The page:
I’ve collected Barolo and Barbaresco for some years now. I have recently been reminded that they are some of the greatest wines in the world that remain affordable for me. But I’ve held on to the notion that such Nebbiolos require age to truly shine. This remains true to an extent, but in recent years and in the right vintages young Nebbiolo has met new winemaking techniques that have allowed the wines to be consumed comparatively quite young. And because the tannins have been tamed these days, the wines are more versatile with food when young than prior.
But don’t forget, there is always a place for old wine. Drink the ‘village’ or entry level bottlings while waiting for the more expensive stuff to settle or just do what I did and open things to see what’s up.
Whichever you choose, these four wines are consistent with the extremely high quality available in Piedmontese Nebbiolo.
Selections from Recent Dinners
Pelissero Tulin Barbaresco 2010
For Giorgio Pelissero, Nebbiolo is a way of life. He inherited the estate from his father, who founded it in 1960. His approach is what he calls ‘awareness’ – or the principle that each choice in the vineyard and cellar should be purposeful in both producing quality and ensuring environmental sustainability.
The Tulin Barbaresco is one of their top ‘cru’ bottlings and is within the San Stefanetto subzone of Barbaresco.
I am not hugely familiar with the Pelissero wines, but this bottling was truly outstanding – indeed one of the best Barbaresco’s I’ve tasted. Why? It combines incredible aromatic complexity with extremely sophisticated and finessed structure along with fruit of a density and freshness that will sustain long ageing but also that completes the wine’s balance.
$100 at BCLDB
Pio Cesare Barbaresco 2011
A modernist producer that did well with the american magazines, meaning higher prices. However, these days the prices have stabilized and I consider them reasonable. Moreover, the ‘modernist’ use of barrique decried by many is just fine for wines of recent vintages made with luscious and expressive fruit.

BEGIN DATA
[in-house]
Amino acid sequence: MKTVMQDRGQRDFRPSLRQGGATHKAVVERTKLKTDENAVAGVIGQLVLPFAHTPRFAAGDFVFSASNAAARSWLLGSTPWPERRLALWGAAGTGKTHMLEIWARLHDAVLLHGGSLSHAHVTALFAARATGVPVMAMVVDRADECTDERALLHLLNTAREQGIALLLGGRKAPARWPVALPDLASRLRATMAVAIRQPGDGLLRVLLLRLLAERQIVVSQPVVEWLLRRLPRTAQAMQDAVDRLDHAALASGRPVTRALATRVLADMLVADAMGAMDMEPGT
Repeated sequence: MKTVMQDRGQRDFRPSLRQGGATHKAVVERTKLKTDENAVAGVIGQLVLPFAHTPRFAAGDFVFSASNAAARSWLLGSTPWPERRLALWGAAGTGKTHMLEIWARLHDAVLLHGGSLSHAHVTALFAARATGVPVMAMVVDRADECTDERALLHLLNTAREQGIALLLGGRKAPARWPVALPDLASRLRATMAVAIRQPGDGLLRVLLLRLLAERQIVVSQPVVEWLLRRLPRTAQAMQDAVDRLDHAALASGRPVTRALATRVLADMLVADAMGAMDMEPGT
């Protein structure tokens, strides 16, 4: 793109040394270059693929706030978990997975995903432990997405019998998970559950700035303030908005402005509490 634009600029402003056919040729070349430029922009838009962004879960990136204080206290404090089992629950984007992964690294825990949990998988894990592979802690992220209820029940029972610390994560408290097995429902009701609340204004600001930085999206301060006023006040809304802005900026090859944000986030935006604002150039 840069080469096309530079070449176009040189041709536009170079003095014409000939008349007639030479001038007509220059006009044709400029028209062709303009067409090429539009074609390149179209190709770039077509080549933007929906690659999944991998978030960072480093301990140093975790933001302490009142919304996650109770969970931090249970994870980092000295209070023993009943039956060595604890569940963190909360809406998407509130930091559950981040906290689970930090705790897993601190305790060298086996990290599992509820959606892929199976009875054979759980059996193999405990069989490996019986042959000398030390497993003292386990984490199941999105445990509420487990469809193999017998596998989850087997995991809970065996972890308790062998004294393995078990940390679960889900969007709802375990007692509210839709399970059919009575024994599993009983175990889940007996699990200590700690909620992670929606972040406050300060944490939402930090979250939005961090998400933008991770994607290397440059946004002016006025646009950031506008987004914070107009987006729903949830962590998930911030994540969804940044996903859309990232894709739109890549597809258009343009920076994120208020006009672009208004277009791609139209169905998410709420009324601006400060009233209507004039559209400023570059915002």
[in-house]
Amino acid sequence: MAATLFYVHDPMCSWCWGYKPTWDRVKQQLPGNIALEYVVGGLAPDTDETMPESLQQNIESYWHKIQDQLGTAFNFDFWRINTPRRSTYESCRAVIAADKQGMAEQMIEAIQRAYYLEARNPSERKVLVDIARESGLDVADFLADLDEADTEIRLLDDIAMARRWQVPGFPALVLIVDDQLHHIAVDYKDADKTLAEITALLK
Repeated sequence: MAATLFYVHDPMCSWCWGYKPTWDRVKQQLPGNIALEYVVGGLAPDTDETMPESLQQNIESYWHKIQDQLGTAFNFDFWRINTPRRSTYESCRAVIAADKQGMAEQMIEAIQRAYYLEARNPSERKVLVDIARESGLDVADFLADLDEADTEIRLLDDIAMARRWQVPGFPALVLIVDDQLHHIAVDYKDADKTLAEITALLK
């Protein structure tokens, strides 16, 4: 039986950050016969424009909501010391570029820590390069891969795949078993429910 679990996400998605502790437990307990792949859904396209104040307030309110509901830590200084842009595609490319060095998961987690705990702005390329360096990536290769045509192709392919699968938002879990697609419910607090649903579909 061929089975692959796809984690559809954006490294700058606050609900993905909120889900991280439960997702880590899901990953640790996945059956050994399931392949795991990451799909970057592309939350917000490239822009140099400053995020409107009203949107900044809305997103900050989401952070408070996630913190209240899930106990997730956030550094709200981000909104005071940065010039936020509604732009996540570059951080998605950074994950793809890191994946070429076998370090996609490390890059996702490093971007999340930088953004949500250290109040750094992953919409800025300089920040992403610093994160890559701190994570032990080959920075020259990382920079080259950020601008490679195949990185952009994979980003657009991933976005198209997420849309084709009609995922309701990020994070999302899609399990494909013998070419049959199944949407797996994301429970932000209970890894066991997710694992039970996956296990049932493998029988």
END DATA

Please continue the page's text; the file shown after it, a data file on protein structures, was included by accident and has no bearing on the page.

This 2011 is a perfect example of singing young Nebbiolo. I find many 2011’s to be quite expressive now and the Pio Cesare approach means more oxygenation when aging in barrel and so greater accessibility younger.
$95 at BCLDB
Brovia ca’mia Barolo 2008
Brovia are one of my go to producers. Their price to quality ratio is outstanding, as are the wines, which I find perfectly balanced between accessibility and ageability. While Brovia’s main holdings are in Castiglione Falletto, the ca’mia is from the Brea cru located in Serralunga d’Alba. The Serralunga d’Alba vineyards that often produce some of Barolo’s most powerful wines offer something more elegant with Brovia – the powerful fruit structured to remain friendly but less in your face. The vines in this cru were planted in 1955 in clay and limestone soils, making them on the older side for Barolo. Three weeks cuvaison is followed by 2 years aging in old oak botti.
The 2008 is a stunning marriage of great producer to great vintage. Even at 8 years of age, it is showing wonderfully, though clearly will improve for 10+ years.
~$100 at Marquis Wine Cellars
Roberto Voerzio La Serra Barolo 2001
Unfortunately I generally find these wines overpriced – in the range of 2-3 times more expensive than other superb estates. That said, Voerzio does make excellent wine. They are known for a modern style, using new oak, and some getting some big scores from top critics.
La Serra lies within the La Mora cru, and is a well known vineyard (Marcarini makes a much cheaper but still great wine from this vineyard). It is a cool, windy site, producing finessed wine.
The wine itself is extremely floral, which is to be expected for La Serra. It was quite open now and ready to impress, though I would prefer it with maybe 3-5 more years’ age.
Excellent to Excellent+
$200-$300 on Wine Searcher (similar price for new vintages)